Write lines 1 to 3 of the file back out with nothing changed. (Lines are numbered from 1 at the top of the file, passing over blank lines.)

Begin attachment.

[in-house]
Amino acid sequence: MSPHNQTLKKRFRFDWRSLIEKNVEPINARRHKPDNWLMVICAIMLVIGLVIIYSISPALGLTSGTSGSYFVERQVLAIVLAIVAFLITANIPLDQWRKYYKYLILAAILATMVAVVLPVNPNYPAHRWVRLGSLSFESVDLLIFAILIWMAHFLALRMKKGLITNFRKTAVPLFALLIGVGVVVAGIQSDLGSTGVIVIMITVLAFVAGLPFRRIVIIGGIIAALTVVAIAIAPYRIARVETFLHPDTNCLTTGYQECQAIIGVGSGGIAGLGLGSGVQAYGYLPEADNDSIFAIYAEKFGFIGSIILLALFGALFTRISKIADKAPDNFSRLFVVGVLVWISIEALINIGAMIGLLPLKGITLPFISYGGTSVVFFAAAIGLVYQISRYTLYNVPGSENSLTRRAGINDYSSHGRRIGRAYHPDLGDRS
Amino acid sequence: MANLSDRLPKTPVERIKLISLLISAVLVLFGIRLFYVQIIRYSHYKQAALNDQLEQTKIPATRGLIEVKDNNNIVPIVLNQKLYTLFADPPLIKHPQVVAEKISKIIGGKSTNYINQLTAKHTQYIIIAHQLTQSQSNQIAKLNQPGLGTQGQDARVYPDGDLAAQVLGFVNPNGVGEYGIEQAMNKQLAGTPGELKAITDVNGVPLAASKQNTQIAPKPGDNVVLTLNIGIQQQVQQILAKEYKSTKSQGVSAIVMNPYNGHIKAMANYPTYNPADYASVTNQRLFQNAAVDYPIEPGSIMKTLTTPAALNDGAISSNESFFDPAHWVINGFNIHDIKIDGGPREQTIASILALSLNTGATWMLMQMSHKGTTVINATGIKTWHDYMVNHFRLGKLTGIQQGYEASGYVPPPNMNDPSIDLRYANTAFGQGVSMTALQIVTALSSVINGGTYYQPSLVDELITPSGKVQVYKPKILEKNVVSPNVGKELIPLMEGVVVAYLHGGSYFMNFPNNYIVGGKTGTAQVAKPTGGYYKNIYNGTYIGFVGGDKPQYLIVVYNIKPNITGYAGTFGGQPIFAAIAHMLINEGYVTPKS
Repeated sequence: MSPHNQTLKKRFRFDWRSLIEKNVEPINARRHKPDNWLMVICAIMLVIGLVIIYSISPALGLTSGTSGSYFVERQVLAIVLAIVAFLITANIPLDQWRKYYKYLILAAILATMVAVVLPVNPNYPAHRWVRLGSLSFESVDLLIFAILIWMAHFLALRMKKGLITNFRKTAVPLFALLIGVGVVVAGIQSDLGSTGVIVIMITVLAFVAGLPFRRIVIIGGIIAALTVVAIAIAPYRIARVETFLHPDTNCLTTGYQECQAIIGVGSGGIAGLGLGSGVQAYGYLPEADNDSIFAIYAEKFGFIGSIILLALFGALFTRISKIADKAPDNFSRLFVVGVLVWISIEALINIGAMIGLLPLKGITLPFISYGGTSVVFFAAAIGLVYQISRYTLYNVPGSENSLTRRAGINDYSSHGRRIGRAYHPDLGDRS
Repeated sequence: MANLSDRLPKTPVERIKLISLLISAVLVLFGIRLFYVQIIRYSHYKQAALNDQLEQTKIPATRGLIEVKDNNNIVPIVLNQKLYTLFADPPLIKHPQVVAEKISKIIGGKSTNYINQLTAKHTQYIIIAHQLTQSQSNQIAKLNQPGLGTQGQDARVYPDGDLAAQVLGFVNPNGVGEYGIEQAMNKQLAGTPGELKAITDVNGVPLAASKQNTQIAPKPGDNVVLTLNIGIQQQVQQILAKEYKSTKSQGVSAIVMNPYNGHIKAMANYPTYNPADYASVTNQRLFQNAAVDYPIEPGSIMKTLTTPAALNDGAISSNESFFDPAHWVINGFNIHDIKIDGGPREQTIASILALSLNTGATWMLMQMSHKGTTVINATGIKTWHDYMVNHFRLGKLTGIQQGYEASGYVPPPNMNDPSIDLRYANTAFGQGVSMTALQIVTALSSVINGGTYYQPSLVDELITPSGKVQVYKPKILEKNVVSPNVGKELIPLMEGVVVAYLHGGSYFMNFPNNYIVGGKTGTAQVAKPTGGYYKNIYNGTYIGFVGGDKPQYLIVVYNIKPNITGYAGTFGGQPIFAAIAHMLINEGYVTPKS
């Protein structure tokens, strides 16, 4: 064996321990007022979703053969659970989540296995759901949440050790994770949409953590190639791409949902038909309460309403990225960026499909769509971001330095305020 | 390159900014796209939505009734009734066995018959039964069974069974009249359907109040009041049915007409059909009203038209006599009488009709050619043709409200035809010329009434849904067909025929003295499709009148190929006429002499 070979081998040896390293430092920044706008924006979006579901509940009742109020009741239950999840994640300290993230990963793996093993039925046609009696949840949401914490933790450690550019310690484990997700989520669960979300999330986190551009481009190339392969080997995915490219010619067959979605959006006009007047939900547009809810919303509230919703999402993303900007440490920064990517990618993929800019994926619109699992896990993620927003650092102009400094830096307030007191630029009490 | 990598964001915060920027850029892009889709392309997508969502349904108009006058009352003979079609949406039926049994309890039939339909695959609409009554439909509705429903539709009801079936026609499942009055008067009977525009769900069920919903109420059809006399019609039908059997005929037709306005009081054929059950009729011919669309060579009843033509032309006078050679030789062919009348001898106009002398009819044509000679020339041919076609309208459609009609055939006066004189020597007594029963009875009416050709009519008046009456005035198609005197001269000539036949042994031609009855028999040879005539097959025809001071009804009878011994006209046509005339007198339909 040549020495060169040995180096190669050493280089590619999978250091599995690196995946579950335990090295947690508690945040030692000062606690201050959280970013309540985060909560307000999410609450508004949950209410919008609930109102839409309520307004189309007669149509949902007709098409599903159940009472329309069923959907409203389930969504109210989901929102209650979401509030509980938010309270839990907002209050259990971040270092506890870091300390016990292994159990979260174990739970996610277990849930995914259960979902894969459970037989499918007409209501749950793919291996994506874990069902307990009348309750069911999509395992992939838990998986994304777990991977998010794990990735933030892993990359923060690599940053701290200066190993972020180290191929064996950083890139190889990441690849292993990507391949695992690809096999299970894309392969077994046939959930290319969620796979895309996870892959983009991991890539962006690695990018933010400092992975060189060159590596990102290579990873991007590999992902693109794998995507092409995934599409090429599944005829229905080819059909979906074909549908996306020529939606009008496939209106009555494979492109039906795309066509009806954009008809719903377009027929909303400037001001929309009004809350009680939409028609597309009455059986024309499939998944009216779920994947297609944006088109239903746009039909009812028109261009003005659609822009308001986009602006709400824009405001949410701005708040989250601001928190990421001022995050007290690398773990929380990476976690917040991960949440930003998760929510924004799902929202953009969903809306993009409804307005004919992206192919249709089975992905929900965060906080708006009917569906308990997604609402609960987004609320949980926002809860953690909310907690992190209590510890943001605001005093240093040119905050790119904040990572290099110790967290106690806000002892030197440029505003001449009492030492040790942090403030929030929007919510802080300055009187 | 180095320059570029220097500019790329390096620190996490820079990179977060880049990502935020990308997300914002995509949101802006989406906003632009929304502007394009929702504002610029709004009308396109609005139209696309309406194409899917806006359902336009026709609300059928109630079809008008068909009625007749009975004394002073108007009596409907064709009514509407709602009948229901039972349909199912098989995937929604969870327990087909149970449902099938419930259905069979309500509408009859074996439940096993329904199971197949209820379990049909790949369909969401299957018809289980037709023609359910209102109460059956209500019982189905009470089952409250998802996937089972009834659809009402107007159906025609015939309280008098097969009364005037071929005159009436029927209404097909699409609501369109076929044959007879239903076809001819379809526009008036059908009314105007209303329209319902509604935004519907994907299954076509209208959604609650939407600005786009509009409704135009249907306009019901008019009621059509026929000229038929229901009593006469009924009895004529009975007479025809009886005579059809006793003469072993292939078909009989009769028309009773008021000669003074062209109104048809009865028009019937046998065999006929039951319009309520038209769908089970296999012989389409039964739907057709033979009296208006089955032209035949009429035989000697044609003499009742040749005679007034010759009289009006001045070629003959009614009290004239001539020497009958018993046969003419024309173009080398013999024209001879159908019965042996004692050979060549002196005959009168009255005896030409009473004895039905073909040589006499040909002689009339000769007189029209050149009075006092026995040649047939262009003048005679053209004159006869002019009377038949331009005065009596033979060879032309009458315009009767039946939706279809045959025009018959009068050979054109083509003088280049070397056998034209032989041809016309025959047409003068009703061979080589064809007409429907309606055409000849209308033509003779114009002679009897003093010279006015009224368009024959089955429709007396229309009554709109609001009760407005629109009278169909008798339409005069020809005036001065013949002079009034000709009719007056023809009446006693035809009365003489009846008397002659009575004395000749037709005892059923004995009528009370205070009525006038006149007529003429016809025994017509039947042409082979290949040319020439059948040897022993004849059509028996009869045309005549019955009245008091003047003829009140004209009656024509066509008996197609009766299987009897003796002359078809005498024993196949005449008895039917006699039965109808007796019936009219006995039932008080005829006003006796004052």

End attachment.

[in-house]
Amino acid sequence: MSPHNQTLKKRFRFDWRSLIEKNVEPINARRHKPDNWLMVICAIMLVIGLVIIYSISPALGLTSGTSGSYFVERQVLAIVLAIVAFLITANIPLDQWRKYYKYLILAAILATMVAVVLPVNPNYPAHRWVRLGSLSFESVDLLIFAILIWMAHFLALRMKKGLITNFRKTAVPLFALLIGVGVVVAGIQSDLGSTGVIVIMITVLAFVAGLPFRRIVIIGGIIAALTVVAIAIAPYRIARVETFLHPDTNCLTTGYQECQAIIGVGSGGIAGLGLGSGVQAYGYLPEADNDSIFAIYAEKFGFIGSIILLALFGALFTRISKIADKAPDNFSRLFVVGVLVWISIEALINIGAMIGLLPLKGITLPFISYGGTSVVFFAAAIGLVYQISRYTLYNVPGSENSLTRRAGINDYSSHGRRIGRAYHPDLGDRS
Amino acid sequence: MANLSDRLPKTPVERIKLISLLISAVLVLFGIRLFYVQIIRYSHYKQAALNDQLEQTKIPATRGLIEVKDNNNIVPIVLNQKLYTLFADPPLIKHPQVVAEKISKIIGGKSTNYINQLTAKHTQYIIIAHQLTQSQSNQIAKLNQPGLGTQGQDARVYPDGDLAAQVLGFVNPNGVGEYGIEQAMNKQLAGTPGELKAITDVNGVPLAASKQNTQIAPKPGDNVVLTLNIGIQQQVQQILAKEYKSTKSQGVSAIVMNPYNGHIKAMANYPTYNPADYASVTNQRLFQNAAVDYPIEPGSIMKTLTTPAALNDGAISSNESFFDPAHWVINGFNIHDIKIDGGPREQTIASILALSLNTGATWMLMQMSHKGTTVINATGIKTWHDYMVNHFRLGKLTGIQQGYEASGYVPPPNMNDPSIDLRYANTAFGQGVSMTALQIVTALSSVINGGTYYQPSLVDELITPSGKVQVYKPKILEKNVVSPNVGKELIPLMEGVVVAYLHGGSYFMNFPNNYIVGGKTGTAQVAKPTGGYYKNIYNGTYIGFVGGDKPQYLIVVYNIKPNITGYAGTFGGQPIFAAIAHMLINEGYVTPKS